This blog post goes out in public interest. To share a horrifying experience I recently had in Delhi. It takes me all my will to come out and write about it, but I know that out there, there have to be other girls, who have gone through the same nightmare as what I faced recently.
This is for all of you, just to let you know, you’re not alone.
The trauma of entering a beauty shop.
I don’t know how many of you are familiar with what most beauty shop set ups are like, at least the ones I’ve been to in Delhi Lajpat Nagar market and such. One shop, with a counter which extends straight inside, with salespersons (or in my horrifying case, all salesgirls) dedicated to different kinds of products, starting from shampoos to lip balms to cosmetics to finally the last counter: the rather embarrassing lingerie collection (where you can find everything from the stringiest thongs to the stretchiest tummy tuckers. But that’s another blog post some other time). What this store structure essentially means is, that you have a narrow passage way to navigate, cross all counters till you find the correct counter for your need, with only one door: the entrance, and more importantly, the exit.
Now on a usual day, these shops are packed to a suffocating hilt, with kids running around asking their mums about lipstick, women haggling over shampoos, and embarrassed husbands trying to keep their gaze away from that rather enigmatic last counter. Now these are the good days which simply require you to follow a simple process:
- Breathe in
- Enter shop
- Locate correct counter and salesperson
- Fight a few aunties, kick a few kids, reach the counter
- Ask for product
- Receive product
- Thrust money at the counter
- Get out
- Breathe out and thank God for still being alive
And that’s the process I went over in my head before I entered the beauty shop near my home in Delhi, recently.
I took a deep breath and entered the store.
And it was empty.
And there were four saleswomen.
And in unison, their eyes suddenly rested on me.
I was sucked in before my brain could go from step 1 to 2.
“Yes Ma’am how can we help you?”
I…erm…wanted a kajal…
“Sure Ma’am, right here!”
I turned towards the three different counters which chimed up the last line.
Now I do not have a complete recollection of what happened next. It is but a blur. The doctor said something about selective memory as a defence mechanism of the brain against trauma.
I do vaguely remember my arms being pulled out on both sides. And then I remember feeling a lot of random liquids and brushes and pencils being tried out on my skin.
And suddenly, I found myself the subject of a group discussion, much like the ones I hated throughout my placement season in college. Now, if you have ever participated in a GD, you would realize that every GD eventually has certain kinds of people...
The one who starts the GD, and lays down the basic problem being dealt with:
“Ma’am, you have really oily skin!”
And then the one who isn’t really satisfied with the introduction, so he redefines the problem and tries to point out a new angle:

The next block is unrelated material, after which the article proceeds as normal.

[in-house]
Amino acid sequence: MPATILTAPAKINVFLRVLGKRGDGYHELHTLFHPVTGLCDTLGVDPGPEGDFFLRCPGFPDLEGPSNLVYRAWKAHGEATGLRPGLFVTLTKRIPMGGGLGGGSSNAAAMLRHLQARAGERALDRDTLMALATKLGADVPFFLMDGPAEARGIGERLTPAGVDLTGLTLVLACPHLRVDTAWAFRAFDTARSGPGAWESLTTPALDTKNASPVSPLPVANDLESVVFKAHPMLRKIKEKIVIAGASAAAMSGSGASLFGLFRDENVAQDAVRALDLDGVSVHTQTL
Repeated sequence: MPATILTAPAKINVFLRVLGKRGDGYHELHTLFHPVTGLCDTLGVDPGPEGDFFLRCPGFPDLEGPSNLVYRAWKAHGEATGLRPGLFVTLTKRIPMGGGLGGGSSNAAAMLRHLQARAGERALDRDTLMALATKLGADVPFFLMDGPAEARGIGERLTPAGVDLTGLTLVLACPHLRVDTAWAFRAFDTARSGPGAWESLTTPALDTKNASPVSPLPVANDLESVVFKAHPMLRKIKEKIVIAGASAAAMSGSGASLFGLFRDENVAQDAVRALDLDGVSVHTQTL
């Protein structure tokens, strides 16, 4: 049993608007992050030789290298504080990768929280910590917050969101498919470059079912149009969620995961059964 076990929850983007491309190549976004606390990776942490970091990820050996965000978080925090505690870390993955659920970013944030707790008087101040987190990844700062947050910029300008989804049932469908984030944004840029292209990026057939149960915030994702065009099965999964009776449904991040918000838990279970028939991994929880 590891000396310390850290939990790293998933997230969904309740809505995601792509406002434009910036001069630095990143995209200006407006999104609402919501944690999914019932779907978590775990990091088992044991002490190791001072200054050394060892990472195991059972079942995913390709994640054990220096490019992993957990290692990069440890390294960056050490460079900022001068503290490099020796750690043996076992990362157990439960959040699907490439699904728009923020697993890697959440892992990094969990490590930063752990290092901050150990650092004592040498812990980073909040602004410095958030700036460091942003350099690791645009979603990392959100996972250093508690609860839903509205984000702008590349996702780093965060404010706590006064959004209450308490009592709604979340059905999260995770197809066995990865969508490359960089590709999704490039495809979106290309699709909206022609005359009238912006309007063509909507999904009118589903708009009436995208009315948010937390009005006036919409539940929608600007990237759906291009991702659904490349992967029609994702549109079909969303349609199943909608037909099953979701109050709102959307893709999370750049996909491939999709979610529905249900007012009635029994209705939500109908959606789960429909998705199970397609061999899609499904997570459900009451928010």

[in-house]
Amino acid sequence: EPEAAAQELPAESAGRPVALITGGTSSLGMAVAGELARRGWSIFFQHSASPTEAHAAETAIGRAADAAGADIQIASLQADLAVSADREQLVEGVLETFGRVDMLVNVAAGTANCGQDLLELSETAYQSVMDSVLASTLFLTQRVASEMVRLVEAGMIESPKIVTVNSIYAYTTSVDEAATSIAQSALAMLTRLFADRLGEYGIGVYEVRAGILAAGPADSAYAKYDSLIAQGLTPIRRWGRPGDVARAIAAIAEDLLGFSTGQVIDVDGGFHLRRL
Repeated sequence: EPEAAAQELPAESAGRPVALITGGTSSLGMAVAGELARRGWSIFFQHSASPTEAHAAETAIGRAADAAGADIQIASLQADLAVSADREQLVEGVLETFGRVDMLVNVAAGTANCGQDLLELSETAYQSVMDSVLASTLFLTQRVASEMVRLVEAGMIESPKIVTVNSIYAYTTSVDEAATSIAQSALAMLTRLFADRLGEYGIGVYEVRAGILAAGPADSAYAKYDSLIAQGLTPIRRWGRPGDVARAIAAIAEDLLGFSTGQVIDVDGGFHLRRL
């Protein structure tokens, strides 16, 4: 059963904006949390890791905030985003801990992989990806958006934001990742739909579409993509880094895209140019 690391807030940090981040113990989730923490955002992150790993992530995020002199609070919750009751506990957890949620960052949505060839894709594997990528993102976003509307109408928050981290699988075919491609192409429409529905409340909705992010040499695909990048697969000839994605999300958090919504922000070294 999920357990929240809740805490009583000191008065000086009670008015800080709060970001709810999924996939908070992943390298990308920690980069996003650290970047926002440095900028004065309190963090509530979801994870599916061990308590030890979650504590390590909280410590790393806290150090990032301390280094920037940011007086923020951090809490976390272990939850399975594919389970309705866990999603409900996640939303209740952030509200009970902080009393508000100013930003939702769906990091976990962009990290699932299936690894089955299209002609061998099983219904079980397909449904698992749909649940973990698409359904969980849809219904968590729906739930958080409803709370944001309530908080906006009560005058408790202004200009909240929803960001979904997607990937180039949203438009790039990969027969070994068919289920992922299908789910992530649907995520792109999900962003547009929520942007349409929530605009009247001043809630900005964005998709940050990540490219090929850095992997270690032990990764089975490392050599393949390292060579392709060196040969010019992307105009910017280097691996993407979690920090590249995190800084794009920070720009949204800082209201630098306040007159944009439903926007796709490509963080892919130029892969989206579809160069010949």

“Ma’am, so many pimples!!!”
And then the problem-solution guy. This is the person who will point out another problem altogether, and give a solution to the same. So he’s the all rounder you hope to recruit. He has a problem, and he has a solution, just not necessarily the one you wanted to discuss to begin with:
“Your hair are so frizzy, you need this leave in conditioner.”
And then the few who really don’t know what to say, and will try their best by piping in one or two not such important points and repeating earlier said points in the hope to get noticed:
“So many black heads on your nose!”
“But as I was saying, that’s because of oiliness.”
“Arre can’t you see all the pimples?”
And the concluder, who aims at getting the maximum points by summarily summarizing all points not necessarily his own:
“Yes, so in conclusion I would like to say, that a very pimply specimen with crazy frizzy curly hair has just walked into our shop. The root cause of her predicament seems to be oily skin, caused probably by bad food habits and an unhealthy lifestyle, or just a really really late attack of puberty. We have of course, by way of this highly unproductive and also a bit insulting discussion realized that the best course of action is to bombard her with a list of beauty products which will probably cause her skin to break and fall off by the time she is 30. Thank y…”
And finally, the one guy who never lets a discussion conclude peacefully, and always comes up with a point at the absolute last minute, causing the almost tamed discussion to go into a tizzy:
“Ma’am, some weight reduction lotion?”
That was the last straw. That was when I banged my bag down on their scratched glass counter and finally looked at them with a stare meant to murder, resuscitate, and murder even more cruelly all over again. My words cut through them like the knife of a brutal butcher who loves his work a little too much. By the end of my five minute monologue, there was fear, there were tears, there was enlightenment. The poor ignorant souls had been introduced to the concept of inner beauty, and their lives had been changed forever.
Sure. Or at least that’s the way I like to remember it.
What I did do was pretend to get a call and run out of the store.
- There are some things that can manage to cause an even lower self esteem than Cosmopolitan magazine.
- Multi-purpose chemists are rather awesome, specially the ones that sell kajal.
- Pimples eventually do go away. I think.